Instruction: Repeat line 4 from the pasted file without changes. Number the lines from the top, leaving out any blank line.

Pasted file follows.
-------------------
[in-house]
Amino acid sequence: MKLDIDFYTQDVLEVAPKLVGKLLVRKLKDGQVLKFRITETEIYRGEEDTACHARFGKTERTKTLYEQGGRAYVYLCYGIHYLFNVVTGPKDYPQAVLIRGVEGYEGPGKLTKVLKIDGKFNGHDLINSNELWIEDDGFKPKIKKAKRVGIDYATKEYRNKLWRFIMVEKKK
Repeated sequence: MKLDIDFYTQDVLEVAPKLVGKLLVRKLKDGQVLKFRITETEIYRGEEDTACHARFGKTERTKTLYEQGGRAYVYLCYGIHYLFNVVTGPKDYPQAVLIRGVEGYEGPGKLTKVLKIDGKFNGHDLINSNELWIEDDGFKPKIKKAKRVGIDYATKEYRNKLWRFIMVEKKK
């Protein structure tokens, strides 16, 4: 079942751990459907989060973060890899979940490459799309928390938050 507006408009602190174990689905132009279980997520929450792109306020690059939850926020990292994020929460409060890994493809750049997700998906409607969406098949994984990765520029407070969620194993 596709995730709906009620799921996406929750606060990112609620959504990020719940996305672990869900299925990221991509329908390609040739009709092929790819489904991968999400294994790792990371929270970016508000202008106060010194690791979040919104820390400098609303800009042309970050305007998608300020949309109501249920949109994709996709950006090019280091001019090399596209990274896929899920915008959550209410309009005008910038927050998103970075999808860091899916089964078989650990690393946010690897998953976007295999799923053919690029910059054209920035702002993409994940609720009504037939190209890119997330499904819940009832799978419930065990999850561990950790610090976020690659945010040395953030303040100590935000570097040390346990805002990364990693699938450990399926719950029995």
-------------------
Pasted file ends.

């Protein structure tokens, strides 16, 4: 079942751990459907989060973060890899979940490459799309928390938050 507006408009602190174990689905132009279980997520929450792109306020690059939850926020990292994020929460409060890994493809750049997700998906409607969406098949994984990765520029407070969620194993 596709995730709906009620799921996406929750606060990112609620959504990020719940996305672990869900299925990221991509329908390609040739009709092929790819489904991968999400294994790792990371929270970016508000202008106060010194690791979040919104820390400098609303800009042309970050305007998608300020949309109501249920949109994709996709950006090019280091001019090399596209990274896929899920915008959550209410309009005008910038927050998103970075999808860091899916089964078989650990690393946010690897998953976007295999799923053919690029910059054209920035702002993409994940609720009504037939190209890119997330499904819940009832799978419930065990999850561990950790610090976020690659945010040395953030303040100590935000570097040390346990805002990364990693699938450990399926719950029995």